At the end of this book is her chilling encounter with Mahmoud a poor fisherman who pursues her one moonlit night that suddenly turns ominous after he startles her while she is asleep in her boat just before Qena her final destination. What is it that he really wants and Rosemary’s reaction to him are very instructive about the gulf between two people owing to difference in culture, language and gender.

But not all men in this book are the same, the one that stands out is Amr, a Nubian so unlike most Egyptian men in his reserved, polite manner reflected in his offer for Rosemary to take his boat, no questions asked.

The development of the friendship between the author and Amr despite their many differences is heartwarming. But despite being different he too is very much a part of his milieu for in his view women should be at home too “Nubian way from long time ago. ... Nubian woman should not be doing nothing. Nothing. They should only be staying home and minding the house.”
We get to meet his beautiful sister Hoda, who will likely be condemned to being a spinster owing to a deformed foot. Your heart will also go out to Safaa who Rosemary encounters working at a hotel (with her propensity to use the word “Crap”) who tells her “Rose, I tell you. I wish I could be free like you.

Mahoney excels at her narrative especially as she rows down the river and her description of it, the lands around it are vivid enough that you can actually feel the strength of the river, its calm and the history that it has witnessed and been a part of. The searing heat and the wild exotic birds are as very much a part of her journey, especially the heat which Mahoney brings very much to life with prose like…

The heat was borderline equatorial; it asserted a heavy downward pressure. Dogs and humans felt under duress here, flattened and exhausted and flayed. When I removed my hat, the sun had made the top of my head sting in a vivid, concentrated way – it was like having a freshly baked nail driven into my skull.

I enjoyed reading this book and the part that I got bogged down was the part where the author seems to take forever to find the boat, but now that I look back I think I was feeling what the author felt as she was badgered and tired by the countless questions from the fishermen about why she wanted a boat.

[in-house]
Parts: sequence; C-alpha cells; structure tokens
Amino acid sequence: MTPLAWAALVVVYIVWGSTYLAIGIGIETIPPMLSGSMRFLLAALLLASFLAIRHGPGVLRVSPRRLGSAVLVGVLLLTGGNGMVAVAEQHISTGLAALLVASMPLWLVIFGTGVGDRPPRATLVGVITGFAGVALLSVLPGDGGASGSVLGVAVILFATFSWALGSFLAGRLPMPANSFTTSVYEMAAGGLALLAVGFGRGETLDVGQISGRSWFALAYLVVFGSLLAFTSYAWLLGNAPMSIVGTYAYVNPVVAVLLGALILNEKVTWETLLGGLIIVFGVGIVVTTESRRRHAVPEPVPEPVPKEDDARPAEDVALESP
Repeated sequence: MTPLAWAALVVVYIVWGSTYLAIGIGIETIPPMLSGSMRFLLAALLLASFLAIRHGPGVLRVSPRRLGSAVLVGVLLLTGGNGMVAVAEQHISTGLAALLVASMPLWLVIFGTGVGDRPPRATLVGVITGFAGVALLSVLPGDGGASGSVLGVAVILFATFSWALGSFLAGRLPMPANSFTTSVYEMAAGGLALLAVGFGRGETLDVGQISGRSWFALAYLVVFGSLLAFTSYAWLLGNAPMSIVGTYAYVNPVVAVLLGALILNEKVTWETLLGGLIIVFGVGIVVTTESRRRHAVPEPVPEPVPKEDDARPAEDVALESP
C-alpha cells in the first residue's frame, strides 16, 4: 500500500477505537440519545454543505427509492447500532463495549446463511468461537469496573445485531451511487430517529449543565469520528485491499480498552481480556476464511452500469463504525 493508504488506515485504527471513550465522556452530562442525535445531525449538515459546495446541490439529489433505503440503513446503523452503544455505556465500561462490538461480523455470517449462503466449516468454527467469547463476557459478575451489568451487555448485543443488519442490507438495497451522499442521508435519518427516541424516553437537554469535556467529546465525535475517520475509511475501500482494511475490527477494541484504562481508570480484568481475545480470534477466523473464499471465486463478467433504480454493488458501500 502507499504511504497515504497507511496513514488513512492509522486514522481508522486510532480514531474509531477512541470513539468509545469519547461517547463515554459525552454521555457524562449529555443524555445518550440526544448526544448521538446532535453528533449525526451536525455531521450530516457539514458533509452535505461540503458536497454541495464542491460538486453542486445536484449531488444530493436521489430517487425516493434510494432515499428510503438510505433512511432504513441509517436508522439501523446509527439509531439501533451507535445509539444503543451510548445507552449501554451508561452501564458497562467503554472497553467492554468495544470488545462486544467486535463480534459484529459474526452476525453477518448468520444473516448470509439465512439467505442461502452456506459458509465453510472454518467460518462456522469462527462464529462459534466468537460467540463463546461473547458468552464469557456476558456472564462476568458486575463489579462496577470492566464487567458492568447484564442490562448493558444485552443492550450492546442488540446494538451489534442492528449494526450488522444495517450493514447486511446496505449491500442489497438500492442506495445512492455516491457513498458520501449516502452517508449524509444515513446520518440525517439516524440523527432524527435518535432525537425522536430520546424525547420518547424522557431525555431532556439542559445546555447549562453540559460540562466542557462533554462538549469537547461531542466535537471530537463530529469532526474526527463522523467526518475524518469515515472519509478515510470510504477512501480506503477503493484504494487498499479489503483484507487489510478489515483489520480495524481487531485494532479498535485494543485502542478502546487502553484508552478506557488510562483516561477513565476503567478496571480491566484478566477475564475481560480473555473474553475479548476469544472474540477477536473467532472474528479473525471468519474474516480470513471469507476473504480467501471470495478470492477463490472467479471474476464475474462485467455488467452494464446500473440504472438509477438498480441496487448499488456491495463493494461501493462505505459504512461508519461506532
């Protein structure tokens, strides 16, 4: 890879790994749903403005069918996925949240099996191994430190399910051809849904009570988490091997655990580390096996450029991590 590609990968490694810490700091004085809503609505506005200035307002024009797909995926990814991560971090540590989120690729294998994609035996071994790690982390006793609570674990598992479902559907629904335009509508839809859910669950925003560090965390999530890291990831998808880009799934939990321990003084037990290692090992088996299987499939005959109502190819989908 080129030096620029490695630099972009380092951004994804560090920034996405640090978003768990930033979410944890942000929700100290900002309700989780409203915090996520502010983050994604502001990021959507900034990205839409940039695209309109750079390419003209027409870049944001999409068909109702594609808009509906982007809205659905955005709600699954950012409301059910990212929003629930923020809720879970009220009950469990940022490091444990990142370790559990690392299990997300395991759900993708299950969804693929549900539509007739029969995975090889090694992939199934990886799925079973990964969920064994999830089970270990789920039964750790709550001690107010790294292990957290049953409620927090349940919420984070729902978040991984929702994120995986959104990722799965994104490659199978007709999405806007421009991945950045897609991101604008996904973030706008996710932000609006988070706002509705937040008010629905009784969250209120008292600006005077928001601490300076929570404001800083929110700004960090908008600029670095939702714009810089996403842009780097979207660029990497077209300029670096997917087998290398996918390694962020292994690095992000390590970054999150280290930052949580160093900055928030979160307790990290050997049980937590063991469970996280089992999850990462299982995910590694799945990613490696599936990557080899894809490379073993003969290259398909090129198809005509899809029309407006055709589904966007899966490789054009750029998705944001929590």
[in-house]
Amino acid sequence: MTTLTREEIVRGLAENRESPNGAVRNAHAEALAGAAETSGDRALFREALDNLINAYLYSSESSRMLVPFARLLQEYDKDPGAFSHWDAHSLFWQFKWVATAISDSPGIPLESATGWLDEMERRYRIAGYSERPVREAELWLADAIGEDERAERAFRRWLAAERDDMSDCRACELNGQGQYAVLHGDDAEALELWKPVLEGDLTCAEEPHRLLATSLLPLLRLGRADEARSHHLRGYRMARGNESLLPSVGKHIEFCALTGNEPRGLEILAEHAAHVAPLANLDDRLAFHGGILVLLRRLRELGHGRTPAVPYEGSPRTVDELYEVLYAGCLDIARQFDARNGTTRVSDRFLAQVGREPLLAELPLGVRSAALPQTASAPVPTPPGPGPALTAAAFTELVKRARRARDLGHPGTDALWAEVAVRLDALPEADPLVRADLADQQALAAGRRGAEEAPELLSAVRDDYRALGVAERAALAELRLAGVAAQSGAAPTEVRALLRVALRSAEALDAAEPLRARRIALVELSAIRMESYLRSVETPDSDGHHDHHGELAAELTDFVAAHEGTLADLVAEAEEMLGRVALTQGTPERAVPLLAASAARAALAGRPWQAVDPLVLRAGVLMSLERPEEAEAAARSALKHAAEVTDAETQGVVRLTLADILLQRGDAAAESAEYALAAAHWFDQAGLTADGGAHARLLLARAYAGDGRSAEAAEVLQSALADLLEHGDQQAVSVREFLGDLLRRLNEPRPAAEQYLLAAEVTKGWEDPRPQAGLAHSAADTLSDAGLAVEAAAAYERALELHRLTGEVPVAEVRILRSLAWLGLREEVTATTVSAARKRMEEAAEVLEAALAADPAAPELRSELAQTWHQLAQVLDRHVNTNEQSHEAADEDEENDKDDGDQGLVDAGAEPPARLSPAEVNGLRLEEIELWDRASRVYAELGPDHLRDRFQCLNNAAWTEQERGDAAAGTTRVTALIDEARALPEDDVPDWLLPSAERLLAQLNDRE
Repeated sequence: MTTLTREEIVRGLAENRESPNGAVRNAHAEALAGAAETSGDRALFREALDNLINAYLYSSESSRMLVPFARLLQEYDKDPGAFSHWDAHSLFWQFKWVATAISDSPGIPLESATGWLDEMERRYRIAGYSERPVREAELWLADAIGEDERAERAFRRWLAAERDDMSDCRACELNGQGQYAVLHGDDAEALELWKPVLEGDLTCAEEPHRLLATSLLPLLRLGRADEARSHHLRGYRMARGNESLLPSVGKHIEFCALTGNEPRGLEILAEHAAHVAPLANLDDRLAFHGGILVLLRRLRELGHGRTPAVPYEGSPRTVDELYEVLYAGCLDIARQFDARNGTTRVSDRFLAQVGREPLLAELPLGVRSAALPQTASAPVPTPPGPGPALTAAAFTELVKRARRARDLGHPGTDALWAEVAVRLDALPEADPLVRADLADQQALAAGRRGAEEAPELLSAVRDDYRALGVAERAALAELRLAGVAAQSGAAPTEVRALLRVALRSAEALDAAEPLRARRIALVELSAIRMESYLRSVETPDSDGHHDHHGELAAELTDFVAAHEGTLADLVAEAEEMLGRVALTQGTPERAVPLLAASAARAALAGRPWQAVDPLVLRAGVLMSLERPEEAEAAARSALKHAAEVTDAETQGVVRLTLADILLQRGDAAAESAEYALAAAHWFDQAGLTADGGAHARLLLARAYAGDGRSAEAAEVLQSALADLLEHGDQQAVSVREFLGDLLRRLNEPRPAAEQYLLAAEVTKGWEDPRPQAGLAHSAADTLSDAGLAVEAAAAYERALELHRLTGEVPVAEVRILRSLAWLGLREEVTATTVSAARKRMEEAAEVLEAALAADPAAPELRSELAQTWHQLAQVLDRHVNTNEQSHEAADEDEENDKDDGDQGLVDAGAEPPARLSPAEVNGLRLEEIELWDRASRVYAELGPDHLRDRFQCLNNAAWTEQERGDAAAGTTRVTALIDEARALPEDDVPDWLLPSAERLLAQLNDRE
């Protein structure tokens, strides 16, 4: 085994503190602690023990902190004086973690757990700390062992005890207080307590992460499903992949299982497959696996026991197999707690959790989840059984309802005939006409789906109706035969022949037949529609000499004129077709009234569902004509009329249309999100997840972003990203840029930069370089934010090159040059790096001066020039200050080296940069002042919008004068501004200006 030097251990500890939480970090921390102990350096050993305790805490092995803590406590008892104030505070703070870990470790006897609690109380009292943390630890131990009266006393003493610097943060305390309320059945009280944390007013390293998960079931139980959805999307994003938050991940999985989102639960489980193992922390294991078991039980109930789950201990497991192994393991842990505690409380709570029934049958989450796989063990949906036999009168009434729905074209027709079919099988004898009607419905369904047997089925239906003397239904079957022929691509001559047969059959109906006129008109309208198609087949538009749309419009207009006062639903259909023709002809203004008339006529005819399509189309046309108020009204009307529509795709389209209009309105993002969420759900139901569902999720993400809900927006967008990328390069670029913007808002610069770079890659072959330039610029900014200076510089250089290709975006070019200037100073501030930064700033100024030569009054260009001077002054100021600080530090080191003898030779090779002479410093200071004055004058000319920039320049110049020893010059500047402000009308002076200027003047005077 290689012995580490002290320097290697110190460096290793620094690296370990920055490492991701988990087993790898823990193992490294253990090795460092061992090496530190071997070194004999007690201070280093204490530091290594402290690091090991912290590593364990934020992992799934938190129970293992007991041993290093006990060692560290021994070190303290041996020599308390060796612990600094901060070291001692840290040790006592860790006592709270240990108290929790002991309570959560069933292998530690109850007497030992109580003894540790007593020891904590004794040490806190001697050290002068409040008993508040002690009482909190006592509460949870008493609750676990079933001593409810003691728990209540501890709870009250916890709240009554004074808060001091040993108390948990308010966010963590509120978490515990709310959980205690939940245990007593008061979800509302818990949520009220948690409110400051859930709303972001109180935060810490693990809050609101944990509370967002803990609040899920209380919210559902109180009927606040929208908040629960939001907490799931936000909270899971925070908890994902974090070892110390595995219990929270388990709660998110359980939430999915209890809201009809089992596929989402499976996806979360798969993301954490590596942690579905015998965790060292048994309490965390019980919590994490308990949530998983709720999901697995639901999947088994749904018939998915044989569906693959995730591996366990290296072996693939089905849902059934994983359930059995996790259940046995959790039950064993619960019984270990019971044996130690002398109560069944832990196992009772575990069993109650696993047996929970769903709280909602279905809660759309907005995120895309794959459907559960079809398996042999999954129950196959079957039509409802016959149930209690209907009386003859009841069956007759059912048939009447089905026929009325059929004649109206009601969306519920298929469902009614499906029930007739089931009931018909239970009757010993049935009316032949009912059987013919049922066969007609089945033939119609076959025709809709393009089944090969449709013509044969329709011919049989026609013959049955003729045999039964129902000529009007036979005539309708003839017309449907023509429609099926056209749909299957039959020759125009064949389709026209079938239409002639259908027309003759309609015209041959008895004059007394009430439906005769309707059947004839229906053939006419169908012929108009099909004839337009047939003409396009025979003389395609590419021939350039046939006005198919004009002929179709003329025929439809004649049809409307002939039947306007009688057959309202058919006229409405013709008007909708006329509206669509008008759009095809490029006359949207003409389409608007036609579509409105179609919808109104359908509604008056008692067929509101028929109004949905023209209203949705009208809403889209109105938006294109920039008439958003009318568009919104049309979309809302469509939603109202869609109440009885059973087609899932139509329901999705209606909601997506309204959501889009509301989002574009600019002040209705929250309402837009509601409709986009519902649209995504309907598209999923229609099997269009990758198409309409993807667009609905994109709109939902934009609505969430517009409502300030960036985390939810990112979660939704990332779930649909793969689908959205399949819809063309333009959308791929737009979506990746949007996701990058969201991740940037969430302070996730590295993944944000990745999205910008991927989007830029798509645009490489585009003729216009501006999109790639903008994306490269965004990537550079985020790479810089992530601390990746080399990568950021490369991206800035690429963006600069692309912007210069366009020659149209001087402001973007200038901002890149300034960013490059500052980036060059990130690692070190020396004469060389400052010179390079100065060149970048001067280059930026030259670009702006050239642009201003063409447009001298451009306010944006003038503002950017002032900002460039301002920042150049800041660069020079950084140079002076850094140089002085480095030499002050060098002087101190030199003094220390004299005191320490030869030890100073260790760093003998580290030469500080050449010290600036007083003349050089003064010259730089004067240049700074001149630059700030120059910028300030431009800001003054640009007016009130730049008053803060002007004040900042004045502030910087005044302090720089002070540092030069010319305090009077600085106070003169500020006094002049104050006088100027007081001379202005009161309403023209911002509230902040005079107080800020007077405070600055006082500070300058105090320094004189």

The distance Mahoney covered and how she did it may not rank up there in terms of solo adventures, but I found that the well worn adage “Focus on the journey, not the destination” to be particularly true after reading this fine book.

Friday, November 02, 2007

Militants Draw New Front Line Inside Pakistan

I read the above headline and the attached article in today’s NYTimes with some trepidation and concern.

November 2, 2007
Militants Draw New Front Line Inside Pakistan
PESHAWAR, Pakistan,
Nov. 1 — For much of the last century, the mountainous region of Swat was ruled
as a princely kingdom where a benign autocrat, the wali, bestowed schools for
girls, health care for everyone and the chance to get a degree abroad for the talented.
Now the region is the newest front line in the battle between Islamic militants, who are sympathetic to the
Taliban and Al Qaeda, and Pakistan’s nervous security forces. For the first time, heavy fighting has moved beyond Pakistan’s tribal fringe and into more settled areas of the country.
The battles are part of what has become an expanding insurgency within Pakistan, aimed directly at the government of Gen.
Pervez Musharraf, the president, rather than at the NATO and American forces across the Afghan border who have been the target for several years.
Many here say the militancy is fueled by anger over the government alliance with the Bush administration and what is seen as a pro-American agenda that has grown in prominence with the return of the opposition leader Benazir Bhutto. She has accused the militants of trying to take over the country.
The conflict in Swat reflects many of the reasons Pakistan has become such a
dangerous place in recent years: the aggressiveness of the militants, the passivity of the government and its security forces, and the starved civilian apparatus, including schools and hospitals, which has failed to provide the backbone for a counterinsurgency strategy.

With the Iraq war costing upwards of 200 million a day (not to mention the cost in lives and the indirect costs like interest on borrowing and care of the wounded) and the saber rattling with Iran, and an overstretched military, I am afraid we again continue to ignore the peril of what is going on in Pakistan.
I could go on but I am just frustrated at the state of affairs and the fact that things may not change soon.